Review: What’s Important is Feeling



I recently read Adam Wilson’s short story collection “What’s Important is Feeling: Stories,” and I have mixed emotions about it. But then again, that may well have been the entire point of the book. The stories in this collection are humorous, relatable, raw and heartfelt, so it’s not that Wilson’s writing disappoints. It’s just that that collection may have been too consistent for my taste in relation to it’s theme.

Most of the stories revolve around young men struggling with love, drugs, and transitioning into adulthood. Each story pulls at a separate heart string, plays with a different emotion, but there almost seems to be something missing. One story isn’t entirely different from the other but they aren’t duplicates either. It’s almost like I wanted to cry, wanted to get angry, wanted to laugh, but there was something lacking in the originality of it that was holding me back and I couldn’t break free of whatever it was.

This left me to wonder if this may have been the sole purpose of the book to begin with. It was intended to flirt with my emotions but never actually take them out on a date. Maybe it was up to me to make the first move, break through the plateau, and truly feel something. I didn’t hate a single story in the book but I didn’t love a single story in the book either.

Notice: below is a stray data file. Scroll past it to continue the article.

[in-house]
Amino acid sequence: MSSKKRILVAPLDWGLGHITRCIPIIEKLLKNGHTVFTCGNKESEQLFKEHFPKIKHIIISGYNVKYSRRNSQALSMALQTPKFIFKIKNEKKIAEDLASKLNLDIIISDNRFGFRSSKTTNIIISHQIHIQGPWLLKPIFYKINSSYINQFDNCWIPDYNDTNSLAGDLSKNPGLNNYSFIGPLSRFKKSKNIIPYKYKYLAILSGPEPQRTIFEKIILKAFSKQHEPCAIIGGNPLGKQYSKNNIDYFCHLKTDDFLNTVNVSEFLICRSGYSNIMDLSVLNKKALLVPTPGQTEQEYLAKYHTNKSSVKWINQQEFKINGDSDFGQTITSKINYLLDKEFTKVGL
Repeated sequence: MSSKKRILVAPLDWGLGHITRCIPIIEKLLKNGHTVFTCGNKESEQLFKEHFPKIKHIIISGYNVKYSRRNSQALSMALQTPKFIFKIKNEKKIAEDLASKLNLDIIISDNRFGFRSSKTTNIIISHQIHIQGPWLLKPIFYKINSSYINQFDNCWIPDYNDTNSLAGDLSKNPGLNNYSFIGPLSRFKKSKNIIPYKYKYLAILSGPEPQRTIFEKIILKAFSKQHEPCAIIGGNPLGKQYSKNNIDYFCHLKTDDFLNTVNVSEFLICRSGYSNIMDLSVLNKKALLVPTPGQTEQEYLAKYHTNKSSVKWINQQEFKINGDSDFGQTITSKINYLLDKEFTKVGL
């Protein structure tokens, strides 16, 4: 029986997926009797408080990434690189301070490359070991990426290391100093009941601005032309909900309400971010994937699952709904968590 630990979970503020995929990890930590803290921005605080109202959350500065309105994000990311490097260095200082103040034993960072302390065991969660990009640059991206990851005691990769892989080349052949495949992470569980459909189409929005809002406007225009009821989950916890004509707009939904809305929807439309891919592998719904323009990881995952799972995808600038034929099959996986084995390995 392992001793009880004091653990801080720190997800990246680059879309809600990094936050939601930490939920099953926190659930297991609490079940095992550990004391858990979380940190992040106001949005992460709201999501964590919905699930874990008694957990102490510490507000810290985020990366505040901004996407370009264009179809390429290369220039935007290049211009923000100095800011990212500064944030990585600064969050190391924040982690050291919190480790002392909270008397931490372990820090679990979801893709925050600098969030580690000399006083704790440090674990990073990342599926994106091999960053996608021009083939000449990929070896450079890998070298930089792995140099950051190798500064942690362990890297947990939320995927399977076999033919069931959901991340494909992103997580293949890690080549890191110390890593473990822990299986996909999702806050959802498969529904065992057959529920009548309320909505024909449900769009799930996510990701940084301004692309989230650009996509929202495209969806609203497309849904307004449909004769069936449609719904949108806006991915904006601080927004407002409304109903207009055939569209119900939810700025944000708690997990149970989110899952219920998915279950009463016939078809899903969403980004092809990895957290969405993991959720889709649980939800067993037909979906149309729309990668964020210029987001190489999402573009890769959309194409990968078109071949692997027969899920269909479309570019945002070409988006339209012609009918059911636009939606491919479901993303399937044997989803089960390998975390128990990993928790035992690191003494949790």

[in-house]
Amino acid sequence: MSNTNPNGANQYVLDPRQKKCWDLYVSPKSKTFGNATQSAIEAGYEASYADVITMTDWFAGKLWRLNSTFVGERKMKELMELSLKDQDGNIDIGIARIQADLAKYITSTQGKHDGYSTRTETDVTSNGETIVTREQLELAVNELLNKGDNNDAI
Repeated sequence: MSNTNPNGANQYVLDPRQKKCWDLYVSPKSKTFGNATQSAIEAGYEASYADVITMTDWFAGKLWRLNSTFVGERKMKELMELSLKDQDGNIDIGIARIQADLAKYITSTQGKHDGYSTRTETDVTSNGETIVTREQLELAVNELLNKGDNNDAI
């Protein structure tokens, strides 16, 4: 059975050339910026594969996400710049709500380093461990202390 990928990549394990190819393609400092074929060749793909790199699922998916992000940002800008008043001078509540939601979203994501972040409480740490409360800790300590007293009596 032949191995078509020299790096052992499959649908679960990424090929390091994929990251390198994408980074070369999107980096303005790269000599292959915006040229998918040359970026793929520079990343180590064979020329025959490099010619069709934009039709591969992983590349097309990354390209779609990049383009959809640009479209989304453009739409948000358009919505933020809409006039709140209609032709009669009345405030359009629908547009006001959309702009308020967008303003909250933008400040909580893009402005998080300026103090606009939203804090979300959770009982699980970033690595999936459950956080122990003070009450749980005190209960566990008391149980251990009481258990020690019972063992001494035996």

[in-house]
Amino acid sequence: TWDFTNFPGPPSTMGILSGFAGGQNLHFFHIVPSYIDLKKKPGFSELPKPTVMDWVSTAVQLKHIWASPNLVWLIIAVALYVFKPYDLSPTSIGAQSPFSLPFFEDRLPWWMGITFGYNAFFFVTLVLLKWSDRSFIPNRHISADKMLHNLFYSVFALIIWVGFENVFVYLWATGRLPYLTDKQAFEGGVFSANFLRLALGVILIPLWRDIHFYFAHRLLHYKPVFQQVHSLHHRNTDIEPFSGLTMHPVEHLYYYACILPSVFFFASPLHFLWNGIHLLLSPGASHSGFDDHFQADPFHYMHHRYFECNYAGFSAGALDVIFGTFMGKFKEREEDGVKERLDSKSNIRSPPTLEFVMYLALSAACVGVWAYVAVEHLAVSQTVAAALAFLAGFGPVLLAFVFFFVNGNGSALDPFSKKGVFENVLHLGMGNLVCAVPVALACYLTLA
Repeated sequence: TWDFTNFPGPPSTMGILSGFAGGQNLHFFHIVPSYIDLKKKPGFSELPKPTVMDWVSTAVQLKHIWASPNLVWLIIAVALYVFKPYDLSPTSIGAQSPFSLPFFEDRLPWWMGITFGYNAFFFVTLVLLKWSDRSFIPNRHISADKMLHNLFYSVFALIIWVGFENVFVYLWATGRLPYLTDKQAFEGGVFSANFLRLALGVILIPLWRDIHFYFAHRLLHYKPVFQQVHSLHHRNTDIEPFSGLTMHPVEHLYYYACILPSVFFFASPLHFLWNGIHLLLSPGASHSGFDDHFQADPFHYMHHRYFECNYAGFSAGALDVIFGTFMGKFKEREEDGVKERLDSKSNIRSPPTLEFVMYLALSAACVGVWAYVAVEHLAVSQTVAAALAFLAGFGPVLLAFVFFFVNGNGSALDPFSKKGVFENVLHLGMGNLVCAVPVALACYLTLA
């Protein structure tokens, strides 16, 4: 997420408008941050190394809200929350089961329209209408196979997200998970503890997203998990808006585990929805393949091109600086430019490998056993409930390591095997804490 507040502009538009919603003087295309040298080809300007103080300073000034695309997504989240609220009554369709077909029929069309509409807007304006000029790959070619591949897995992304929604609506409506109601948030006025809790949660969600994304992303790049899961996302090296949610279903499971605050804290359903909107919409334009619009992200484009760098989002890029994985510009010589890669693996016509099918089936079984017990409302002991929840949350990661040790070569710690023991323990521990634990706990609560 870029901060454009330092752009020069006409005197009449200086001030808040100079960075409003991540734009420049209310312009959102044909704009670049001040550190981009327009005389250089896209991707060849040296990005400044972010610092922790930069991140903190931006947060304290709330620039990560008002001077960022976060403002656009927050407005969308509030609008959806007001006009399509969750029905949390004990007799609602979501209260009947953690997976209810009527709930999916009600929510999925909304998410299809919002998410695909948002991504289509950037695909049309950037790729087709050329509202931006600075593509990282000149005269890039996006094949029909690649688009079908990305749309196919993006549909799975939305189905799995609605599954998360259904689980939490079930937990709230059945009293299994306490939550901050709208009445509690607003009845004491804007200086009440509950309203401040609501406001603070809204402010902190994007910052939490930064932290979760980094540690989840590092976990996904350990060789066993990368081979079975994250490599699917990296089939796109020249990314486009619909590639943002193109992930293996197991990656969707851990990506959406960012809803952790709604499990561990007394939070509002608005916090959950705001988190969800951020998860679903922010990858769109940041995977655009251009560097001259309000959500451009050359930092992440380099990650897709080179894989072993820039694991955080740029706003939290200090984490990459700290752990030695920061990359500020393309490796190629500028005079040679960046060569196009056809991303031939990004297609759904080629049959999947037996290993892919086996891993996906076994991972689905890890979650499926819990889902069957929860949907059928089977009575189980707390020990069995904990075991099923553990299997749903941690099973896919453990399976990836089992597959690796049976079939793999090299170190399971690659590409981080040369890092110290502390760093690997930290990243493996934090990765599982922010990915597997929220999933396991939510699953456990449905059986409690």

My emotions are as mixed up as a thirteen year old girl with her first real crush. Wilson’s writing is solid and he knows how to capture the character of a twenty-something (I should know, I’m 23) but I wanted something more. If I knew what that something more was I would tell you. I tend  to lean more towards diversity in short story collections than I do cohesiveness but I know that there are readers out there who do just the opposite.

I may not know how I feel about the collection yet, but I know I would recommend it if someone asked me if they should read it. I want to see what others think and feel about Wilson’s writing and if anyone agrees that the possible purpose of the book is to help you get in touch with your emotions in your own way.

If anyone else out there has read “What’s Important is Feeling: Stories” by Adam Wilson, I would love to hear your thoughts and opinions on the book. To be honest, I’m baffled that I’m having such a difficult time forming a solid opinion of the collection because that just doesn’t happen to me very often. Most of the time I know pretty quick if I love or dislike a book. There’s just something different about this one that I can’t put my finger on.

For now I’m giving it 3.5 stars out of 5.

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